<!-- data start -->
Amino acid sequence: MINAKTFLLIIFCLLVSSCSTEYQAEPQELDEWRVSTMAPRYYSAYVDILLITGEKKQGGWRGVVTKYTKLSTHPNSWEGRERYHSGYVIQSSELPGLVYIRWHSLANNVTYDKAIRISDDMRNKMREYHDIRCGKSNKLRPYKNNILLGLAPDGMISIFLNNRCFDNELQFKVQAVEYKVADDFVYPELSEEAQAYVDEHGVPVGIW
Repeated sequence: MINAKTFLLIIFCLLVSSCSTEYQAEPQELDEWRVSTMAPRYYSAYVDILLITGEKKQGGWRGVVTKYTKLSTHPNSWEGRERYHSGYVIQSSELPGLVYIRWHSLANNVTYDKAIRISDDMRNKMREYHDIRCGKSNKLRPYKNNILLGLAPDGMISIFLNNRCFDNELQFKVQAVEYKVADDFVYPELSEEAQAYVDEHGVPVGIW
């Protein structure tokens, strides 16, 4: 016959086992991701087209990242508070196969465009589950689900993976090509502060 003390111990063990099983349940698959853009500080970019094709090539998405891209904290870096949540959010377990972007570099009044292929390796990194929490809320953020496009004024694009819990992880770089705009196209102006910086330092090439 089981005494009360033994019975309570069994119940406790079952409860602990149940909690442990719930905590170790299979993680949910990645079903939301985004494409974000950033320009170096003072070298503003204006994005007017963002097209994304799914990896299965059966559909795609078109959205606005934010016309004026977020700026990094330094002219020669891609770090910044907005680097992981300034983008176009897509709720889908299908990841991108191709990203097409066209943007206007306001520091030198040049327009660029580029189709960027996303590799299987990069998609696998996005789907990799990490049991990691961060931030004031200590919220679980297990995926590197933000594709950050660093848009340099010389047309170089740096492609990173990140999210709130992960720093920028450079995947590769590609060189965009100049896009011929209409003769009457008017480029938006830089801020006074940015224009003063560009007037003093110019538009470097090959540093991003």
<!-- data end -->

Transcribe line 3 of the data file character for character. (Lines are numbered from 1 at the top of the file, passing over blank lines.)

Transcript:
């Protein structure tokens, strides 16, 4: 016959086992991701087209990242508070196969465009589950689900993976090509502060 003390111990063990099983349940698959853009500080970019094709090539998405891209904290870096949540959010377990972007570099009044292929390796990194929490809320953020496009004024694009819990992880770089705009196209102006910086330092090439 089981005494009360033994019975309570069994119940406790079952409860602990149940909690442990719930905590170790299979993680949910990645079903939301985004494409974000950033320009170096003072070298503003204006994005007017963002097209994304799914990896299965059966559909795609078109959205606005934010016309004026977020700026990094330094002219020669891609770090910044907005680097992981300034983008176009897509709720889908299908990841991108191709990203097409066209943007206007306001520091030198040049327009660029580029189709960027996303590799299987990069998609696998996005789907990799990490049991990691961060931030004031200590919220679980297990995926590197933000594709950050660093848009340099010389047309170089740096492609990173990140999210709130992960720093920028450079995947590769590609060189965009100049896009011929209409003769009457008017480029938006830089801020006074940015224009003063560009007037003093110019538009470097090959540093991003």